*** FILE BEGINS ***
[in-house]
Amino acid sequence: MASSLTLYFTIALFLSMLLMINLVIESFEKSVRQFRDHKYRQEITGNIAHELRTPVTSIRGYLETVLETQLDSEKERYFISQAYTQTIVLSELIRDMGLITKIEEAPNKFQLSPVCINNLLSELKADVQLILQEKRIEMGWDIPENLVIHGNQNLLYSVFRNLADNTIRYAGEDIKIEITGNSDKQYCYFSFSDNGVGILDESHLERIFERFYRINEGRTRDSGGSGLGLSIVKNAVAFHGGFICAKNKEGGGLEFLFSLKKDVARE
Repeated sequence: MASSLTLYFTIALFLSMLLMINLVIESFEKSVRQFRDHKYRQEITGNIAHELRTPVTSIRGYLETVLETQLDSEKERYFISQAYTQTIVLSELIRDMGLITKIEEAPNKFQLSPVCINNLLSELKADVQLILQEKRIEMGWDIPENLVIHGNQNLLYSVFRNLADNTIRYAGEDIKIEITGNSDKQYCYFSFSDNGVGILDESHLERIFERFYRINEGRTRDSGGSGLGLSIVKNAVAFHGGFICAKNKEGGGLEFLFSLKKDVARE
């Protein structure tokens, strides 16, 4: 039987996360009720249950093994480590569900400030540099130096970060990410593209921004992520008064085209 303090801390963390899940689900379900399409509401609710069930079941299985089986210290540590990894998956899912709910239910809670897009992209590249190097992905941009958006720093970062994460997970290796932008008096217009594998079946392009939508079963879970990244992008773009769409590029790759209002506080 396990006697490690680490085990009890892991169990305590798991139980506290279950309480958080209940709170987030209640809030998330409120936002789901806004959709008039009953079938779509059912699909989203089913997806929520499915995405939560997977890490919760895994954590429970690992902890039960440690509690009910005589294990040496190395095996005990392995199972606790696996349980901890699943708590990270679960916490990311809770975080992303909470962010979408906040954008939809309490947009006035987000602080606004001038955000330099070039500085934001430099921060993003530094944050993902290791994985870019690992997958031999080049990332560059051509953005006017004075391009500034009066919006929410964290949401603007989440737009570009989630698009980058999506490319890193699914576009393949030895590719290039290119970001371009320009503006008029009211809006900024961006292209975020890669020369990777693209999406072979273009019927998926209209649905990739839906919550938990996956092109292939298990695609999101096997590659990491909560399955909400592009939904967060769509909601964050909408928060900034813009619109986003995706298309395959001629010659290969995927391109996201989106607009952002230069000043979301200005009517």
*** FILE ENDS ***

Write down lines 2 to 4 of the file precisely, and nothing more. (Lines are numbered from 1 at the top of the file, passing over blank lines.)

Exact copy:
Amino acid sequence: MASSLTLYFTIALFLSMLLMINLVIESFEKSVRQFRDHKYRQEITGNIAHELRTPVTSIRGYLETVLETQLDSEKERYFISQAYTQTIVLSELIRDMGLITKIEEAPNKFQLSPVCINNLLSELKADVQLILQEKRIEMGWDIPENLVIHGNQNLLYSVFRNLADNTIRYAGEDIKIEITGNSDKQYCYFSFSDNGVGILDESHLERIFERFYRINEGRTRDSGGSGLGLSIVKNAVAFHGGFICAKNKEGGGLEFLFSLKKDVARE
Repeated sequence: MASSLTLYFTIALFLSMLLMINLVIESFEKSVRQFRDHKYRQEITGNIAHELRTPVTSIRGYLETVLETQLDSEKERYFISQAYTQTIVLSELIRDMGLITKIEEAPNKFQLSPVCINNLLSELKADVQLILQEKRIEMGWDIPENLVIHGNQNLLYSVFRNLADNTIRYAGEDIKIEITGNSDKQYCYFSFSDNGVGILDESHLERIFERFYRINEGRTRDSGGSGLGLSIVKNAVAFHGGFICAKNKEGGGLEFLFSLKKDVARE
């Protein structure tokens, strides 16, 4: 039987996360009720249950093994480590569900400030540099130096970060990410593209921004992520008064085209 303090801390963390899940689900379900399409509401609710069930079941299985089986210290540590990894998956899912709910239910809670897009992209590249190097992905941009958006720093970062994460997970290796932008008096217009594998079946392009939508079963879970990244992008773009769409590029790759209002506080 396990006697490690680490085990009890892991169990305590798991139980506290279950309480958080209940709170987030209640809030998330409120936002789901806004959709008039009953079938779509059912699909989203089913997806929520499915995405939560997977890490919760895994954590429970690992902890039960440690509690009910005589294990040496190395095996005990392995199972606790696996349980901890699943708590990270679960916490990311809770975080992303909470962010979408906040954008939809309490947009006035987000602080606004001038955000330099070039500085934001430099921060993003530094944050993902290791994985870019690992997958031999080049990332560059051509953005006017004075391009500034009066919006929410964290949401603007989440737009570009989630698009980058999506490319890193699914576009393949030895590719290039290119970001371009320009503006008029009211809006900024961006292209975020890669020369990777693209999406072979273009019927998926209209649905990739839906919550938990996956092109292939298990695609999101096997590659990491909560399955909400592009939904967060769509909601964050909408928060900034813009619109986003995706298309395959001629010659290969995927391109996201989106607009952002230069000043979301200005009517």